Our AI analytics tool Viable provides analysis itself. Instead of just grouping things together and identifying themes, it analyzes these themes in the same way a qualitative analyst would. You interact with it by piping data in and asking questions. It produces reports based on the data. Each report identifies a ton of different themes and outputs a full analysis for each one that includes what people are talking about, why they are talking about it, who is talking about it, and what you should do about it. Instead of pumping out a dozen themes like you would in the manual process, Viable pumps out 120 themes that are each all much more actionable.
[19:11] What examples do you have of using Viable to make better product decisions?
We were working with an ecommerce company that ships custom-printed items to customers. They were receiving a lot of complaints about t-shirts arriving damaged. They piped the customer feedback in the form of support tickets into Viable, and we ran our analysis on it. We found close to 200 different themes and then searched through them to find the ones about t-shirts. We found the problem with the t-shirt quality was with the shipping not the manufacturing. They switched shipping providers. The next month, they ran the same report and the complaints about quality after shipping had decreased by 50%. You can use this data analysis for discovering issues and for validating whether or not your fix worked.
[22:02] How can organizations automate this data analysis into their process?
Eighty percent of data that is collected by companies is unstructured text like support tickets. This is data your company already has. The answers to your questions are already there. You pipe your feedback into one system that is your record for customer feedback. Our system produces weekly reports. We show how your complains have decreased or your compliments have increased, your top feature requests, and your top questions. Those rankings will change over time. It’s an awesome way to have a high-level view of your customer in your customer’s voice. All of our analysis comes with direct quotes from customers. We give recommendations for what you might want to do and raw text from customers.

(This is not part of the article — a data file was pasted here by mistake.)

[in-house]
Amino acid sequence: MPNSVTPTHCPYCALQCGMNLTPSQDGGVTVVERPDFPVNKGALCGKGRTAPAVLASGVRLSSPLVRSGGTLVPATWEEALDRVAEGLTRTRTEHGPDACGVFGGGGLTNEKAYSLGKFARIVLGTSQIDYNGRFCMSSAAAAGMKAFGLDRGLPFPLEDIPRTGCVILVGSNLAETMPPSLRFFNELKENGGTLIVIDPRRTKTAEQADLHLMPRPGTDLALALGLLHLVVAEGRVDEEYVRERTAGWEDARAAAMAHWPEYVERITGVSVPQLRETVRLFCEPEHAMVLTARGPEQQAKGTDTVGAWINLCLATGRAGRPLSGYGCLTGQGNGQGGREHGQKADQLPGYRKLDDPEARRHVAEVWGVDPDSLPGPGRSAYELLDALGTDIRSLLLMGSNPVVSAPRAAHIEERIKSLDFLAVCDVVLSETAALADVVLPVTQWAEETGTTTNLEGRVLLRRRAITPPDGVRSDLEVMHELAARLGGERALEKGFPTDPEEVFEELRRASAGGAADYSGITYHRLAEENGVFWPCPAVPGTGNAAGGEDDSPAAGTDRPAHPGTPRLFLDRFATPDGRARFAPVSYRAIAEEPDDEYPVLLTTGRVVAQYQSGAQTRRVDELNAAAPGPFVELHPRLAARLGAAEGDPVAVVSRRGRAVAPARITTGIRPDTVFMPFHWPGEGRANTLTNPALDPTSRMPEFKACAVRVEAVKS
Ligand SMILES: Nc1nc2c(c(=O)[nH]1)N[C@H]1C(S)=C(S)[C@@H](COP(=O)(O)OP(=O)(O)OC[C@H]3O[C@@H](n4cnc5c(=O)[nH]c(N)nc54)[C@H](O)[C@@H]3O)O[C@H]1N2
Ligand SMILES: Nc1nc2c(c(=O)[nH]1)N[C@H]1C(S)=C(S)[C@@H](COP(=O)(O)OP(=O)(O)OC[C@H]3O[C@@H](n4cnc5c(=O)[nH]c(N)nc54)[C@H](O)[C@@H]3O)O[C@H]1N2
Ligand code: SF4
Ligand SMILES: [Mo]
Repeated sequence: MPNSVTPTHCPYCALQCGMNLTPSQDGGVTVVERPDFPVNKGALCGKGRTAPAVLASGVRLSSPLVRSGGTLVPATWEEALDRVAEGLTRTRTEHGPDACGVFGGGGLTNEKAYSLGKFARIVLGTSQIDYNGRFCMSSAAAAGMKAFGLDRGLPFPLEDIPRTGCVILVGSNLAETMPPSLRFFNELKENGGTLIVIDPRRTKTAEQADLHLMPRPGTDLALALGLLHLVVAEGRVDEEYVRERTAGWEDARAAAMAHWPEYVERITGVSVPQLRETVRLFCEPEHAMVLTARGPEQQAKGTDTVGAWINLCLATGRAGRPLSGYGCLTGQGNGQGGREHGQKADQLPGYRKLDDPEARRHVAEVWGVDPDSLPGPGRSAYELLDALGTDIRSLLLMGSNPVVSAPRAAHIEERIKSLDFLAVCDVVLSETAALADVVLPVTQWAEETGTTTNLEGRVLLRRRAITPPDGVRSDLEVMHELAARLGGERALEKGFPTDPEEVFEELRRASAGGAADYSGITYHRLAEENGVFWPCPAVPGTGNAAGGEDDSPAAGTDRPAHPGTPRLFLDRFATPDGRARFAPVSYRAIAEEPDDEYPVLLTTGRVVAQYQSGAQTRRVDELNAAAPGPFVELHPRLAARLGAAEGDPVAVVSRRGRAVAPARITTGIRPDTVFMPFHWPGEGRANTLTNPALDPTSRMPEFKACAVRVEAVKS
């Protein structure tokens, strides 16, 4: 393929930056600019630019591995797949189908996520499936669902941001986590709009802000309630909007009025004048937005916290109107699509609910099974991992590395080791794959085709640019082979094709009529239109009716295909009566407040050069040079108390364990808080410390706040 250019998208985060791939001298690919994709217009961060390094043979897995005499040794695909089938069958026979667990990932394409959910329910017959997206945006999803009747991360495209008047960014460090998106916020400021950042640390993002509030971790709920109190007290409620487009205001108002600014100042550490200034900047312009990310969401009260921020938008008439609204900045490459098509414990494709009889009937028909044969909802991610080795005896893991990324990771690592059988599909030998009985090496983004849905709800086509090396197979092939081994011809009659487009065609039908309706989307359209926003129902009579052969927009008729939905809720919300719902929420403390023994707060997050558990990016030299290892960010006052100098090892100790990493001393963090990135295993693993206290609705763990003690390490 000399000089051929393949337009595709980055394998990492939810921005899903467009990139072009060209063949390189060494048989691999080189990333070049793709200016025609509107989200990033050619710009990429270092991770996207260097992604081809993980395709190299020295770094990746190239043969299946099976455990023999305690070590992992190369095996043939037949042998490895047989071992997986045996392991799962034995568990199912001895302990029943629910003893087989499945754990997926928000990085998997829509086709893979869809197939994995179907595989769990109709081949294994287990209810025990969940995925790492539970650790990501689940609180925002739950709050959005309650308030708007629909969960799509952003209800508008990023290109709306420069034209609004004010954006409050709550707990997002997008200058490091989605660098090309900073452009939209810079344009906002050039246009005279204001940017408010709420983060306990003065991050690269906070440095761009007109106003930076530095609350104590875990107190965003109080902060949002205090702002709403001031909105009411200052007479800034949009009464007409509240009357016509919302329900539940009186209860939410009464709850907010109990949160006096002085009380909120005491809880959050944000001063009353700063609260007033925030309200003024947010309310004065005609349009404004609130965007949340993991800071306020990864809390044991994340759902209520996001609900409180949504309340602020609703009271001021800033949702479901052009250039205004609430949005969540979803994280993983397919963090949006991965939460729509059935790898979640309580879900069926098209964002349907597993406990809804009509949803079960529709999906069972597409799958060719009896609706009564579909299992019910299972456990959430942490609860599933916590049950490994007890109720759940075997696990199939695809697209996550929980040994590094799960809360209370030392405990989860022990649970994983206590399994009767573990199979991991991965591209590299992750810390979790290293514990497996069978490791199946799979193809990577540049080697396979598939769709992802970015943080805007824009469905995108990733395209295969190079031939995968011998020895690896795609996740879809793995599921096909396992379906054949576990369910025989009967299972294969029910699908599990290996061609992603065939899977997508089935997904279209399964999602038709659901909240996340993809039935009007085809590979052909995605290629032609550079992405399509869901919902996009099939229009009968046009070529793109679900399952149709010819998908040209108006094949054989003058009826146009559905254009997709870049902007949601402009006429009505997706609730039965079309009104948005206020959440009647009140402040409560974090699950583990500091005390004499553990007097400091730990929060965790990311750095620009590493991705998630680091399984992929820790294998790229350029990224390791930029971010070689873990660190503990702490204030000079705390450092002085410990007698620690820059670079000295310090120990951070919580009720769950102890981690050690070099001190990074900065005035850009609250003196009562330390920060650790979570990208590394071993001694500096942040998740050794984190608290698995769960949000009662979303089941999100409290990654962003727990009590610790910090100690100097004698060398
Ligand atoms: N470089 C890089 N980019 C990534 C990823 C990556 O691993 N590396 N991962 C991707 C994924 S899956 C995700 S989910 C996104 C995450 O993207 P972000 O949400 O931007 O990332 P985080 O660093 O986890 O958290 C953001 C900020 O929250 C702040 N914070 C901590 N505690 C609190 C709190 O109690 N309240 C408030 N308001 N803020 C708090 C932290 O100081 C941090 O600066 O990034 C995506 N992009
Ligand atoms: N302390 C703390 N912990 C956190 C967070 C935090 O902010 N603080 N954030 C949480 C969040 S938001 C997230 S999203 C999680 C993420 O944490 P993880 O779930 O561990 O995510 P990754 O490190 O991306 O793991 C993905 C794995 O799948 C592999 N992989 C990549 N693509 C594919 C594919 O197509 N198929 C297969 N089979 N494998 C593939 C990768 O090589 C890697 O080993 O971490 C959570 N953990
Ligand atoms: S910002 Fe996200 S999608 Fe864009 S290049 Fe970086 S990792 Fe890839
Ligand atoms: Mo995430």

[26:23] You’ve commented before on the single most important question product managers can ask to determine whether they have nailed product market fit. What is that question?
That question is “How disappointed would you be if you could no longer use this product?” If 40% or more of your respondents say they would be very disappointed, you likely already have product-market fit.
Additionally, I suggest you ask three more questions:
- Who would get the biggest benefit from using this product?
- What benefit do you get from using this product?
- How can we improve this product for you?
Make sure all those are open-ended text questions. You can use the answers to improve, and your score for the first question should start going up. As you understand the benefit you’re providing, you can hone in on that value proposition. As you understand who would be using your product, you can further target your audience down to just the people who are going to get the most benefit from your product.
Action Guide: Put the information Daniel shared into action now. Click here to download the Action Guide.
- Learn more about Viable
“The best way to predict the future is to create it.” – Alan Kay
Thank you for taking the journey to product mastery and learning with me from the successes and failures of product innovators, managers, and developers. If you enjoyed the discussion, help out a fellow product manager by sharing it using the social media buttons you see below.